Glendale will be the epicenter of the football world this weekend. The Super Bowl pitting the Seahawks versus the Patriots promises to be an exciting one.
The federal government has over the years launched many initiatives to improve safety on America’s highways, streets and roads. Some of the initiatives were successful – there is little doubt that seatbelt laws have helped save thousands of lives – while other efforts fell short.
We have all seen stories from Phoenix news outlets of wrong-site surgeries in which doctors amputate the patient’s left leg instead of the right, or remove a healthy kidney instead of the diseased one. We have also heard of surgeons leaving scalpels, retractors and other items inside patients who have undergone surgeries. While these kinds of medical malpractice are horrific, they are thankfully relatively rare in the medical world.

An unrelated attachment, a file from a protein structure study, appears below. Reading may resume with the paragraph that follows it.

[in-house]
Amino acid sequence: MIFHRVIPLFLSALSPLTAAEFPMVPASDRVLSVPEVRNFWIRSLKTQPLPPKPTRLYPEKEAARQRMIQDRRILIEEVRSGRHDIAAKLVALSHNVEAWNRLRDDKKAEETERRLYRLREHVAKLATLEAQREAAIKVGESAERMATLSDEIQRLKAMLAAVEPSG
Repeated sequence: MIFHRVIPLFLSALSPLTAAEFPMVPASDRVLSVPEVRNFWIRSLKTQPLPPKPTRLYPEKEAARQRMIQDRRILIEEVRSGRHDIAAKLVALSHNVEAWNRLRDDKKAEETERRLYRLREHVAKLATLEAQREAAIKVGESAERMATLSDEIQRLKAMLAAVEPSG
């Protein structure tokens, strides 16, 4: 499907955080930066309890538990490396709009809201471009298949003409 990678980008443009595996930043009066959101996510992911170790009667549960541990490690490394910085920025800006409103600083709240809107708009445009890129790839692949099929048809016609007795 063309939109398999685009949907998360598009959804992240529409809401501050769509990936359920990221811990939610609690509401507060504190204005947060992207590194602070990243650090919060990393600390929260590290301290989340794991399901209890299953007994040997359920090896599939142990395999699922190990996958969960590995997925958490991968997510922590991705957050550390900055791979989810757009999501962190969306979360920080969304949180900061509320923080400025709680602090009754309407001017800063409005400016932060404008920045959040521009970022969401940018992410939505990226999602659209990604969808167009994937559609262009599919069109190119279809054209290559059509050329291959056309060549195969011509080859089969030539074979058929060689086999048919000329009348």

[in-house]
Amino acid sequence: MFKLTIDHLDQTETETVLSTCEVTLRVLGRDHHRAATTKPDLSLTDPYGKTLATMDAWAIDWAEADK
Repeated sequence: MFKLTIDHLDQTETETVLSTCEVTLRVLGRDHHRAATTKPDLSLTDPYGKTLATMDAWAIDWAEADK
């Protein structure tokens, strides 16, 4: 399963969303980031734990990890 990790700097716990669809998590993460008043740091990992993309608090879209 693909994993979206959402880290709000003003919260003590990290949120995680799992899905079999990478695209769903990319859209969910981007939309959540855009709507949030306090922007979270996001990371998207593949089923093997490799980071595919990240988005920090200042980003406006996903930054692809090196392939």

Like a gushing movie reviewer, or a president solemnly decorating a general’s starched uniform, Mothers Against Drunk Drivers also bestows stars for excellence. In the case of MADD, the stars are awarded to states for their efforts to prevent DUI offenders from harming others.
The good news is that in 2014, Arizona DUI arrests dropped for the third year in a row. The bad news is that despite the drop, more than 28,000 people were arrested for drunk driving in the state.
Like so many families do, an Arizona family from south of Phoenix traveled over the holidays to embrace loved ones for Christmas. They had stopped to spend the night in a Las Cruces hotel before heading south to meet their relatives.
There is a glut of misinformation in the media on a wide variety of subjects, including everything from politics to world events to neighborhood news. Among the subjects often inaccurately or awkwardly described is medical malpractice.